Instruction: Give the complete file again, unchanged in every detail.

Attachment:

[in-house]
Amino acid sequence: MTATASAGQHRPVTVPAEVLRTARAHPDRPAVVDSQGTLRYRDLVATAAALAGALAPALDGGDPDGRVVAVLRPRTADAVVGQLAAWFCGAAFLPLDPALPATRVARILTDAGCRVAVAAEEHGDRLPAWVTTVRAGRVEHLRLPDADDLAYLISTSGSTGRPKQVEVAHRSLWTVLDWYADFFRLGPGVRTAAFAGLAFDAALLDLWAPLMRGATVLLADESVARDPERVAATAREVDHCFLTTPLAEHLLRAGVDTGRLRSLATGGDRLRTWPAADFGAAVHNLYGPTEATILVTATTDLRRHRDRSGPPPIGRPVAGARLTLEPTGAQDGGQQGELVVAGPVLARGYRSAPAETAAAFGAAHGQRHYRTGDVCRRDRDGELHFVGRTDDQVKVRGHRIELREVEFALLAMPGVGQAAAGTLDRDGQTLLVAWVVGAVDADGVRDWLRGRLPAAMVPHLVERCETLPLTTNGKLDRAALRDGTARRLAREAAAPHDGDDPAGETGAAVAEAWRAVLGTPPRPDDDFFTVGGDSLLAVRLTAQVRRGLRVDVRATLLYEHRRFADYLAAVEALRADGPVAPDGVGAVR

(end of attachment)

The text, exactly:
[in-house]
Amino acid sequence: MTATASAGQHRPVTVPAEVLRTARAHPDRPAVVDSQGTLRYRDLVATAAALAGALAPALDGGDPDGRVVAVLRPRTADAVVGQLAAWFCGAAFLPLDPALPATRVARILTDAGCRVAVAAEEHGDRLPAWVTTVRAGRVEHLRLPDADDLAYLISTSGSTGRPKQVEVAHRSLWTVLDWYADFFRLGPGVRTAAFAGLAFDAALLDLWAPLMRGATVLLADESVARDPERVAATAREVDHCFLTTPLAEHLLRAGVDTGRLRSLATGGDRLRTWPAADFGAAVHNLYGPTEATILVTATTDLRRHRDRSGPPPIGRPVAGARLTLEPTGAQDGGQQGELVVAGPVLARGYRSAPAETAAAFGAAHGQRHYRTGDVCRRDRDGELHFVGRTDDQVKVRGHRIELREVEFALLAMPGVGQAAAGTLDRDGQTLLVAWVVGAVDADGVRDWLRGRLPAAMVPHLVERCETLPLTTNGKLDRAALRDGTARRLAREAAAPHDGDDPAGETGAAVAEAWRAVLGTPPRPDDDFFTVGGDSLLAVRLTAQVRRGLRVDVRATLLYEHRRFADYLAAVEALRADGPVAPDGVGAVR